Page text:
May 24, 2017
(Photo credit: Ron Wurzer/Getty Images)
In 2016, American workers tested positive for drug use at the highest rate in 12 years, according to The Quest Diagnostics Drug Testing Index (DTI) released earlier this month.
Quest Diagnostics, a leading U.S. drug-testing services provider, tested nearly nine million urine samples from January to December 2016. Approximately 4.2 percent of those tests came up positive for drug use. That’s up from 4 percent in 2015, and it’s the highest annual positivity rate since 2004.
“This year’s findings are remarkable because they show increased rates of drug positivity for the most common illicit drugs across virtually all drug test specimen types and in all testing populations,” Barry Sample, Ph.D., senior director of science and technology at Quest Diagnostics, said in a release .
According to the company’s findings, cocaine, marijuana and methamphetamine detection increased broadly across the U.S. workforce in 2016.
Other findings :
Cocaine detection saw a dramatic 12 percent increase in 2016, reaching a seven-year high with 0.28 percent of workers testing positive for the drug.
Methamphetamine detection increased 64 percent among the general U.S. workforce between 2012 (0.48 percent positivity) and 2016 (0.63 percent positivity).
Heroin detection plateaued among the general U.S. workforce in 2016, and prescription opiate detection declined.
Marijuana urine detection rates among the general U.S. workforce increased 4 percent from 2015 to 2016, with 2.5 percent of U.S. workers testing positive for the substance in 2016.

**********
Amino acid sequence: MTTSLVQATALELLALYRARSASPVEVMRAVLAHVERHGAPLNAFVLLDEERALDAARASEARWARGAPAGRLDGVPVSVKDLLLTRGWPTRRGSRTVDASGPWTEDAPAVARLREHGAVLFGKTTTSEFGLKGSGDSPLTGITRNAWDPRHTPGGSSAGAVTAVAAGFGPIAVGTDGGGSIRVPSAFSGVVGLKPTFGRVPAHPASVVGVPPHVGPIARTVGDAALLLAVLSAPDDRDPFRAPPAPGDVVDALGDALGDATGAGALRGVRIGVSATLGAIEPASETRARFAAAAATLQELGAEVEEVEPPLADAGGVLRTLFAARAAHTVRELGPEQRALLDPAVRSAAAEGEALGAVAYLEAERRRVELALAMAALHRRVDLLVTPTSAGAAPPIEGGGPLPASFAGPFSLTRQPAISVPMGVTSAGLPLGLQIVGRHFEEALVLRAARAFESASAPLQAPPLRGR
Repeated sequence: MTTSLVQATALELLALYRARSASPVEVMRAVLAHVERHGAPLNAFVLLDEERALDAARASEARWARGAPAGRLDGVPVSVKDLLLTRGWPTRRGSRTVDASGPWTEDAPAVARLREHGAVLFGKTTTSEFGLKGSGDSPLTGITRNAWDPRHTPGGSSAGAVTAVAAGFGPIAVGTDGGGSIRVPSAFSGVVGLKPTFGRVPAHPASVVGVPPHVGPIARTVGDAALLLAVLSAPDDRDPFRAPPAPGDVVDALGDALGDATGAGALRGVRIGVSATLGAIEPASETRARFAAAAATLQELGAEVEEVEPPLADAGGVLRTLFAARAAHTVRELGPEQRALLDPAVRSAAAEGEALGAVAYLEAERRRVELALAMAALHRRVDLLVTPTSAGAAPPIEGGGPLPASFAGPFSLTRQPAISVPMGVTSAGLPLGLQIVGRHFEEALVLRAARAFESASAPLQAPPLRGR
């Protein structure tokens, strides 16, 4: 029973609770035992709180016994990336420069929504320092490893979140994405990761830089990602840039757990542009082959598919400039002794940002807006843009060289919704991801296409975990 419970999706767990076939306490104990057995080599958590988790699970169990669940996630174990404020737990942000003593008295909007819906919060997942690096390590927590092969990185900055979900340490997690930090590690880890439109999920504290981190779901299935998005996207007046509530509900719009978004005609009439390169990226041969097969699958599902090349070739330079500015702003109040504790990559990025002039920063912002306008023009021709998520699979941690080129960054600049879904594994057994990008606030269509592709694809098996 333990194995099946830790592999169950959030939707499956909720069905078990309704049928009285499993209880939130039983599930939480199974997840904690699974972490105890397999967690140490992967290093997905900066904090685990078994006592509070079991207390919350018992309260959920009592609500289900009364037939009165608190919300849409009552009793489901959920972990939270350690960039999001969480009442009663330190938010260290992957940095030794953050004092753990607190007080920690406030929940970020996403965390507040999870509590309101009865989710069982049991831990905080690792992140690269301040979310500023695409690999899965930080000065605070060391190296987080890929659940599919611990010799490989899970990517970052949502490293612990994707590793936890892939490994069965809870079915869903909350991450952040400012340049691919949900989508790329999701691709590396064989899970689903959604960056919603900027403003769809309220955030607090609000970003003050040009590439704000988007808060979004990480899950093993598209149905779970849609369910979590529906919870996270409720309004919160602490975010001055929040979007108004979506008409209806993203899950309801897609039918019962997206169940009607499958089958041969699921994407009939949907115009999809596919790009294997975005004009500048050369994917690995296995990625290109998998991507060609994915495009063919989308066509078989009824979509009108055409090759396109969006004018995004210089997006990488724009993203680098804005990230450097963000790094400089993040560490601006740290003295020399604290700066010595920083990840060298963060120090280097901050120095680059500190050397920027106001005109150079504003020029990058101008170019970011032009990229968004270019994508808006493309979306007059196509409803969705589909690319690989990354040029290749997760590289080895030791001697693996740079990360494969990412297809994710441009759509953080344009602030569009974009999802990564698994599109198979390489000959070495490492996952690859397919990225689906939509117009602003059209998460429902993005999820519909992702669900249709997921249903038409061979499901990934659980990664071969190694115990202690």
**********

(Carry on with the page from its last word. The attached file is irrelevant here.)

Marijuana urine detection rates were higher among workers in Colorado (2.9 percent positivity) and Washington (3.08 percent positivity) – where the drug is legal for adult use – than detection rates among the general workforce in 2016 (2.5 percent).
Despite the 12-year highs, failed workplace drug testing rates were significantly lower in 2016 than any year during the 1990s, when failed drug tests ranged from 4.6 percent to 11 percent, according to Quest Diagnostics’ records.
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SEATTLE, WA - APRIL 16: Patrick Beentjes of Scienta int'l inc, holds up urine container to be used for a drug test at the Drug & Alcohol Testing Industry Association annual conference in Seattle on April 16, 2004. (Photo by Ron Wurzer/Getty Images)
Ron Wurzer/Getty Images
Republican Gov. Robert J. Bentley signed Senate Bill 63 into law in April 2014. The law became effective on Oct. 1, 2015, and requires anyone applying for Temporary Assistance for Needy Families (TANF) who has had a drug conviction within five years of applying be drug tested prior to receiving benefits. One positive drug screening results in a warning. Two positive drug screenings render an individual ineligible for TANF assistance for one year after the date of the second positive drug test. A third positive drug screening results in permanent TANF ineligibility in the state. (Birmingham, AL – Photo credit: Mario Tama/Getty Images)
Republican Gov. Jan Brewer (2009 -2015) announced in 2009 that Arizona would begin requiring suspicion-based urine testing for drugs for adult TANF applicants and recipients, making it the first state to implement such a policy. The law took effect in 2010. (Arizona landscape – Photo credit: David McNew/Getty Images)
Republican Gov. Asa Hutchinson signed Senate Bill 600 into law in 2015, which established a two-year pilot program requiring suspicion-based drug testing for all TANF applicants and recipients. In February 2017, the Arkansas Senate passed Senate Bill 123, which made the drug-testing pilot program a permanent state law. (Clinton Presidential Library in Little Rock, AR – Photo credit: Alex Wong/Getty Images)